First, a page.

E-waste is 99% recyclable. But the channel of producers, collection centres, consumers/bulk consumers, dismantlers and recyclers have been failing to manage the e-wastes properly. As the consumption of more and more gadgets and electronic devices is increasing so is the waste. When e-waste is thrown into landfills, a significant amount of energy is also lost with it directly or indirectly. While developed nations are trying to make developing countries there dumping yards of the humongous amount of waste they generate, a significant informal sector is seen taking the responsibility of managing it with the intention of extracting money from waste. In past few years, this industry has continuously grown, and concerns of increasing health hazards because of the improper dismantling of e-waste, pollution in air water and soil, child labour and many others have also grown.

It is expected that by 2020 India alone will generate one lakh tonne of e-waste. When this becomes the figures, then it becomes hard to imagine our future. The need to convert this informal sector into a more organised sector in which measures like the proper dismantling of e-waste, precautionary measures towards individual involved in the processing of the extracting process, etc. need to be given wider emphasis. In the unorganised sector several health related problems, as severe as cancer are being noticed as they are an effect of the highly toxic chemicals like furans, CFS and mane. Proper implementation of these policies must be checked.

Since India does not have a full-fledged capability of extracting precious metals like gold, silver and platinum from the e-waste, they have been shipping 200 tons of E-Waste annually to Japan, Belgium and Singapore.

E-Parisara Pvt Ltd is the only government extracting precious metals partially. The firm has a partial capability to extract precious metals from the visible parts of the motherboards and mobile phones. India doesn’t have a full-fledged smelting unit to extract precious metals from e-waste which is not visible to the eyes. Consequently, such non-extractable e-wastes is being shipped to Belgium and Japan for further smelting to remove precious metals. Billions of dollars are required for setting of an advanced smelting unit. India has been working to set up such advanced full-fledged smelting unit to extract precious metals from the invisible microscopic parts of E-Waste. It’s an ambitious public-private project which will be completed within 3-4 years.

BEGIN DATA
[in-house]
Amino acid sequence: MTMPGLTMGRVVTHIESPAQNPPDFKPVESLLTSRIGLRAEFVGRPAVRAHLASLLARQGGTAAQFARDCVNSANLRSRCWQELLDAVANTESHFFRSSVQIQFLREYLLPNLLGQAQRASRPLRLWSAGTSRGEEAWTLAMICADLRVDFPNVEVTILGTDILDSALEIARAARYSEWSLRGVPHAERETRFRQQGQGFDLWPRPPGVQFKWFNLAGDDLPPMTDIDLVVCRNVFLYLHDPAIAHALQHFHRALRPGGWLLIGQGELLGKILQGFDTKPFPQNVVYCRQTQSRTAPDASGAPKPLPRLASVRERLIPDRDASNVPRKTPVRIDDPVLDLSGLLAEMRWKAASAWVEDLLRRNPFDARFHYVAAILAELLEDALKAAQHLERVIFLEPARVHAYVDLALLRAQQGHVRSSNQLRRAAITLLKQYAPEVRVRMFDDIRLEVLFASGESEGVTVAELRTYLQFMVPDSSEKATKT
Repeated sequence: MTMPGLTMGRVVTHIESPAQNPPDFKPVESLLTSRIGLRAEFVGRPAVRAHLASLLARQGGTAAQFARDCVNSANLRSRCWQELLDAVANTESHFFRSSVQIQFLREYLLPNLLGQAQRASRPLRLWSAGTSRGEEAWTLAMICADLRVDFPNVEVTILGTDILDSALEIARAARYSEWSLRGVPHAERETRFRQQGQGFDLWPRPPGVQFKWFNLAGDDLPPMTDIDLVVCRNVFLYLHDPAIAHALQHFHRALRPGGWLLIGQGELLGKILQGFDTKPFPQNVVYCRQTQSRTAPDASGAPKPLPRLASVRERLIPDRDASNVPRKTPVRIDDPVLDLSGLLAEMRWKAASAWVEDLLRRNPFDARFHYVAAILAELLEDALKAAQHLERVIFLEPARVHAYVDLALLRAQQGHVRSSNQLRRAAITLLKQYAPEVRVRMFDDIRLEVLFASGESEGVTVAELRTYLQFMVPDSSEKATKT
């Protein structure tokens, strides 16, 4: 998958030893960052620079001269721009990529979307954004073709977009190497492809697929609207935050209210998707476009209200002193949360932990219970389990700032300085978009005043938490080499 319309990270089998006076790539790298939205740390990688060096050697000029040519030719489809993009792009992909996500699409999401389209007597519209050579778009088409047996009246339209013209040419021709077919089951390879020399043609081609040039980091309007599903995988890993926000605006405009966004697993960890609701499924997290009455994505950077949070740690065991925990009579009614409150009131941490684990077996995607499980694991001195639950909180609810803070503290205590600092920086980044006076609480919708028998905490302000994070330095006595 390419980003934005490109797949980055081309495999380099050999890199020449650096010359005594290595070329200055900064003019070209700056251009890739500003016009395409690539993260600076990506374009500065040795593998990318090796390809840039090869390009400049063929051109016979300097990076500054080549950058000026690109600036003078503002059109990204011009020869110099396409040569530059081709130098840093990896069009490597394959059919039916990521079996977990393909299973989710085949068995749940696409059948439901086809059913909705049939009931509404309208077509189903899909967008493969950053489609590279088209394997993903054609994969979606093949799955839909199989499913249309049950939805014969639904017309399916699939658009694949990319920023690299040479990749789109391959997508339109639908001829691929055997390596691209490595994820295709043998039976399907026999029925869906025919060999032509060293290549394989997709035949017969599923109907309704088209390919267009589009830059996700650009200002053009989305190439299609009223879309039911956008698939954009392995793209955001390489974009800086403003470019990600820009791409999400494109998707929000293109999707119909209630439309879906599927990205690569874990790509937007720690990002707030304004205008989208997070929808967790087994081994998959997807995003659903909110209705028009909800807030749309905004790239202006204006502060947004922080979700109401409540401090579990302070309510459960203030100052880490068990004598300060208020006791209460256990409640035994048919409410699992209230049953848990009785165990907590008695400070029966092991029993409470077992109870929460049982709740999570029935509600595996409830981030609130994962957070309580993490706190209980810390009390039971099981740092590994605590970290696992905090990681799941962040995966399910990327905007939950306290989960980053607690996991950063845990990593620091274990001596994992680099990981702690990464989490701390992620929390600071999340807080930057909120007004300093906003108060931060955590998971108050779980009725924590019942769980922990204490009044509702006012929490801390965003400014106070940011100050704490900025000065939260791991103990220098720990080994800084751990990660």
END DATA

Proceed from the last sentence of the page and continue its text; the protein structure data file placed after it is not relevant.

Setting up of such full-fledged advanced smelting units to extract precious metal components from e-waste requires tremendous amounts of financial investments.However, the government has so far lost a golden opportunity to set up an extremely profitable business exercise. Despite the need for a substantial investment, the government is well aware of the path from waste to wealth. Investing over such full-fledged installations would not only help us to eradicate the toxic substances but also have a tremendous amount of future economic security.

Hopefully, we will have an organized infrastructural channel from producer to collection centre to consumer/bulk consumer to a dismantler and then the recycler. Major manufacturers of electrical and electronic equipment shall strictly work in accordance with the assigned guidelines within the e-waste handling rules. However, India would have to prevent a massive influx of e-waste from the developed countries. Major developed nations are dumping their e-waste in the Arabian Sea. Such mass dumping of e-waste has seriously been affecting the marine ecosystem and its biodiversity.

Consumers are the users of such electrical and electronic appliances. Therefore, they should be made aware of the hazardous impacts of such e-waste over their health and environment. We must introduce new chapters on e-waste in environmental studies so that the abuse of the e-wastes could be mitigated.